Sojourner Truth found advantages in communities of dissent, but the unorthodox religious and secular institutions to which she lent her voice and her muscle rarely accorded her more than second-class citizenship. While the Prophet Matthias's followers awaited the demise of this world and the birth of another, she cleaned up after the prophet and his serial lovers, accepting his blows and their sexual abuse much as she had taken the lash of her former owners. In the Northampton Association, she was assigned to the laundry room, a painful playing out of yet another all too common stereotype.
''The Narrative of Sojourner Truth'' (1850), ghostwritten by Olive Gilbert, an unsympathetic amanuensis, reflected unfavorably on her children and her record as a mother. But she hawked it enthusiastically, and it became her most dependable source of income. Similarly, the best-known formulation of Truth's historic query respecting the place of black women in the woman's rights movement came not from her lips but from the pen of the white reformer Frances Gage, who improved on Truth's remarks at the 1851 Woman's Rights Convention in Akron, Ohio, for her own polemical purposes. Truth never contradicted Gage's rendering.
The picture that emerges from this forthright biography is hardly that of an uncompromised standard-bearer of black womanhood. But as Ms. Painter points out, Sojourner Truth was no patsy. When she was needed, she was there for herself, her family and her people. The great strength of Ms. Painter's biography is its understanding of how Isabella slowly, if incompletely, sloughed off the weight of slavery, mastered herself and employed the camouflage of race -- native wit rather than book learning, quaint dialect rather than fine elocution, ramrod posture rather than feminine demeanor, severe dress rather than fashionable attire -- to make herself a symbol of black womanhood of a certain sort. As she did so she found that she had numerous co-conspirators: women, both black and white, who wanted to insert ''blackness into feminism and gender into racial identity.'' Her critical interjection -- ''Ar'n't I a woman?'' -- at the Woman's Rights Convention elevated Sojourner Truth to her historic role. But was it the real Sojourner Truth?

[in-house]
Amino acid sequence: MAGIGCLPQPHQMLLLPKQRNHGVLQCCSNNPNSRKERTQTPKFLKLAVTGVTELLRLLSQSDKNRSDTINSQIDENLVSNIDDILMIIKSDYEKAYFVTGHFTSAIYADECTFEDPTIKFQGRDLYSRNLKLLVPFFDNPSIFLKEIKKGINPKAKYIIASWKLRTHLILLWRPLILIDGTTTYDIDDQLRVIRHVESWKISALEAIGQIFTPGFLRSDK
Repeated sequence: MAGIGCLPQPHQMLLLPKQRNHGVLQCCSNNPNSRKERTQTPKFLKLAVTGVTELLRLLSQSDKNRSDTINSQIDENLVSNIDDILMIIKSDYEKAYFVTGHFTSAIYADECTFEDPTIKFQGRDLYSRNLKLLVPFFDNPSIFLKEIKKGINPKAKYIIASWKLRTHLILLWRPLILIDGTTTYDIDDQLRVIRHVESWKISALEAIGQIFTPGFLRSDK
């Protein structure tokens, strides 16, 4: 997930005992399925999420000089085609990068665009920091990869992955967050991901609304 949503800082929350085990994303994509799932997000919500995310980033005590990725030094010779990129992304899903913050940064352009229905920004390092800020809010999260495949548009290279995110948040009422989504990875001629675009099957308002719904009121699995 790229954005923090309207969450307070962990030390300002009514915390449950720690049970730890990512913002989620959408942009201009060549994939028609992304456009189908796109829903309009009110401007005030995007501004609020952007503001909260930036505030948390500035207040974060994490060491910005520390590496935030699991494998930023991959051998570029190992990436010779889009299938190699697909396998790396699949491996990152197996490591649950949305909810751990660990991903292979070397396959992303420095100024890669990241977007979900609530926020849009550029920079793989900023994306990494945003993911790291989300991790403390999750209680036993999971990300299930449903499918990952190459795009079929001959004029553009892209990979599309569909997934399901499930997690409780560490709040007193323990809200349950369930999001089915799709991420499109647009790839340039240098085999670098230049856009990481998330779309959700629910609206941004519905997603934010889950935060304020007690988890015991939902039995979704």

Perhaps. After sorting through a thin historical record, in which her spoken words are always mediated through the pens of others, Ms. Painter concludes that it is impossible to know, but possibly the symbolic Sojourner Truth had swallowed up the real one. She bends her efforts to tracing the process by which the two became one, and the one took on a life of her own.
Ms. Painter moves to firmer ground as she follows the development of the legend who now appears on T-shirts and lapel pins as she once appeared on photo prints and popular etchings, and whose words -- whose words? -- are quoted with authority by those in need of a feminist who is authentically black or a black woman who is authentically feminist.